Wrasses can be one of the best additions to a home aquarium with their beautiful coloring, active lifestyle and social behaviors. It should be noted that like all species there can be exceptions.

Some Wrasse species, however, can be hard to keep in a home aquarium, notably the Labroides.

A Leopard and Cleaner Wrasse together

The stunning Leopard Wrasse

Social behaviors of the wrasses are very different with some being very socially acceptable at the juvenile stage, then becoming aggressive as they mature. Some start out as aggressive and continue that way for life. Some will protect their territory against members from other species, while some will protect it from everyone including their own.

In the Wrasse family, there is about 60 genera with over 500 different species of fish contained within. Wrasses are found all over the world in tropical areas, with many being very colorful and some not so much. Some are well suited to aquarium life and others not. Ranging from a few centimeters up to 2 meters long there is an array of difference between them all.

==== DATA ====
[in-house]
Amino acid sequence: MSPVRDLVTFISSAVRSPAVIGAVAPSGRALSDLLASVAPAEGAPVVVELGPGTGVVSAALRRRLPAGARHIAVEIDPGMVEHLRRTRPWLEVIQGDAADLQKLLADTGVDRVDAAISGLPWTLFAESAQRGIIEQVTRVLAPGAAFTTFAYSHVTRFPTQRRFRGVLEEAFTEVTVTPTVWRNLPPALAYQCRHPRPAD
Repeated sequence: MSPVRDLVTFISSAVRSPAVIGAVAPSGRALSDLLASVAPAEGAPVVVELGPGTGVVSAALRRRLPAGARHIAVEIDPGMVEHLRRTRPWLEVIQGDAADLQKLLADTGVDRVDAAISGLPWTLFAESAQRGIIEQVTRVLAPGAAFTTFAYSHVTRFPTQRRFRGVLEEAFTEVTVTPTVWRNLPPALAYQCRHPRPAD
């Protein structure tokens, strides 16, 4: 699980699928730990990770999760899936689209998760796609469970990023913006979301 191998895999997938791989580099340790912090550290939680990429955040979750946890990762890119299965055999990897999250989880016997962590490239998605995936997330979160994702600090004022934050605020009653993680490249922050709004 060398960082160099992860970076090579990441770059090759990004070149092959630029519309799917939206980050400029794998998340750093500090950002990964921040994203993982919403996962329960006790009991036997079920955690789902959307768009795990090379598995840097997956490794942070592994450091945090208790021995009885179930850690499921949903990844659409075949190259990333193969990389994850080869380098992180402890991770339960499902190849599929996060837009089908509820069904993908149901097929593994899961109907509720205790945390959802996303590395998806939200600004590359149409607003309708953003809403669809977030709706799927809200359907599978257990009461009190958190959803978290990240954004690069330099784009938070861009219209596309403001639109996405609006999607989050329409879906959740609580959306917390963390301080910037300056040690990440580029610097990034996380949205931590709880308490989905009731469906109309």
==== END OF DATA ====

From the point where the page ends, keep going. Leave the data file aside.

Some species will even go through several color changes in their lives which has made things more difficult for scientists to identify them. Some fish of the same species have been seen to look so different at times they were originally thought to be 2 separate species.

As with many marine fish, Wrasses primary source of movement comes from using their pectoral fins and will use their tailfin for fast getaways when in danger. Many of the wrasses will utilize sand and substrates to bury themselves in as well. Mostly suitable for reef aquariums with being known for picking off small crustaceans as being the only concern. Ensure you research the type of wrasse you are thinking of adding to your tank before purchasing to ensure they will suit your personal setup.

Wrasses are well known for being fast and active fish with endless amounts of energy, with a large appetite to boot. They are seldom fussy eaters with the exception of the cleaner wrasse who requires specific nutrition. Diets from species to species will vary but most enjoy eating crustaceans and molluscs. In an aquarium they need to be provided with a range of meaty foods and brineshrimp – most frozen foods will do. As they are known for having big appetites and as its recommended to keep up with this, they will put a larger load on your tank so water quality will need to be maintained constantly.

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